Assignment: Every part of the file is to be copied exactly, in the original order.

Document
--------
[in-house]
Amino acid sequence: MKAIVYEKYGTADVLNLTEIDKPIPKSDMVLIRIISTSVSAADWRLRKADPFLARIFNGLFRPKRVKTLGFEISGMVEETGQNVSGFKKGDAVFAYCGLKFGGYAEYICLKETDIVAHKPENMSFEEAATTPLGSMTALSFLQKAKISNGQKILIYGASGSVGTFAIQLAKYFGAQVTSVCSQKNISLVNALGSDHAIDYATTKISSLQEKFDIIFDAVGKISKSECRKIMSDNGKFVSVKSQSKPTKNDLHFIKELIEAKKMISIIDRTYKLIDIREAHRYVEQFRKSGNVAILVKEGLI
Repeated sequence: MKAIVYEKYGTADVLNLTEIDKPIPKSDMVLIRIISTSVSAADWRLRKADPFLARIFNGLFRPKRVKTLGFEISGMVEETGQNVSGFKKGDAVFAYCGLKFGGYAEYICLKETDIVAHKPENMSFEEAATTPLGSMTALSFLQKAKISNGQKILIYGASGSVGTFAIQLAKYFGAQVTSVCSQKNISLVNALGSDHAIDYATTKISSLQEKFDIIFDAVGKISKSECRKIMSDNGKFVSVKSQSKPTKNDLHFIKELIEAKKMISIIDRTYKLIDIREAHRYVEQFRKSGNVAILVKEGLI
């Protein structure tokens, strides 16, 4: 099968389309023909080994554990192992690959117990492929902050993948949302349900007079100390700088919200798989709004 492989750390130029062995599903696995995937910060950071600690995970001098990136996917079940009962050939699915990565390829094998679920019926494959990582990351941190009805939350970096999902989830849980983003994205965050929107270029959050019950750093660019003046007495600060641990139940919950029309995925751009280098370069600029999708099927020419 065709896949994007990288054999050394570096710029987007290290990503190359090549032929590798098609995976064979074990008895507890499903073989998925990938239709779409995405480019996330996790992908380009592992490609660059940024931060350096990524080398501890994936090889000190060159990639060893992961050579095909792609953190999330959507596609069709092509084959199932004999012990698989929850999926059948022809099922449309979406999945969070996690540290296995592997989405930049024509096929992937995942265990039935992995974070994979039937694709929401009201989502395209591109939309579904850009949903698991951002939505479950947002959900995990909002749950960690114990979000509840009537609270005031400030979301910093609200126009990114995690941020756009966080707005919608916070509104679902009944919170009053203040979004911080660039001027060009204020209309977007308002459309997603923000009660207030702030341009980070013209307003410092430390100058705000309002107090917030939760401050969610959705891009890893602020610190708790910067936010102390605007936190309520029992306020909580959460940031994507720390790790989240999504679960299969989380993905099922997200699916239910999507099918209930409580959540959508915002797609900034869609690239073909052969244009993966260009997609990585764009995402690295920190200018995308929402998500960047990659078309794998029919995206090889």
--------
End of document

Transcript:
[in-house]
Amino acid sequence: MKAIVYEKYGTADVLNLTEIDKPIPKSDMVLIRIISTSVSAADWRLRKADPFLARIFNGLFRPKRVKTLGFEISGMVEETGQNVSGFKKGDAVFAYCGLKFGGYAEYICLKETDIVAHKPENMSFEEAATTPLGSMTALSFLQKAKISNGQKILIYGASGSVGTFAIQLAKYFGAQVTSVCSQKNISLVNALGSDHAIDYATTKISSLQEKFDIIFDAVGKISKSECRKIMSDNGKFVSVKSQSKPTKNDLHFIKELIEAKKMISIIDRTYKLIDIREAHRYVEQFRKSGNVAILVKEGLI
Repeated sequence: MKAIVYEKYGTADVLNLTEIDKPIPKSDMVLIRIISTSVSAADWRLRKADPFLARIFNGLFRPKRVKTLGFEISGMVEETGQNVSGFKKGDAVFAYCGLKFGGYAEYICLKETDIVAHKPENMSFEEAATTPLGSMTALSFLQKAKISNGQKILIYGASGSVGTFAIQLAKYFGAQVTSVCSQKNISLVNALGSDHAIDYATTKISSLQEKFDIIFDAVGKISKSECRKIMSDNGKFVSVKSQSKPTKNDLHFIKELIEAKKMISIIDRTYKLIDIREAHRYVEQFRKSGNVAILVKEGLI
């Protein structure tokens, strides 16, 4: 099968389309023909080994554990192992690959117990492929902050993948949302349900007079100390700088919200798989709004 492989750390130029062995599903696995995937910060950071600690995970001098990136996917079940009962050939699915990565390829094998679920019926494959990582990351941190009805939350970096999902989830849980983003994205965050929107270029959050019950750093660019003046007495600060641990139940919950029309995925751009280098370069600029999708099927020419 065709896949994007990288054999050394570096710029987007290290990503190359090549032929590798098609995976064979074990008895507890499903073989998925990938239709779409995405480019996330996790992908380009592992490609660059940024931060350096990524080398501890994936090889000190060159990639060893992961050579095909792609953190999330959507596609069709092509084959199932004999012990698989929850999926059948022809099922449309979406999945969070996690540290296995592997989405930049024509096929992937995942265990039935992995974070994979039937694709929401009201989502395209591109939309579904850009949903698991951002939505479950947002959900995990909002749950960690114990979000509840009537609270005031400030979301910093609200126009990114995690941020756009966080707005919608916070509104679902009944919170009053203040979004911080660039001027060009204020209309977007308002459309997603923000009660207030702030341009980070013209307003410092430390100058705000309002107090917030939760401050969610959705891009890893602020610190708790910067936010102390605007936190309520029992306020909580959460940031994507720390790790989240999504679960299969989380993905099922997200699916239910999507099918209930409580959540959508915002797609900034869609690239073909052969244009993966260009997609990585764009995402690295920190200018995308929402998500960047990659078309794998029919995206090889």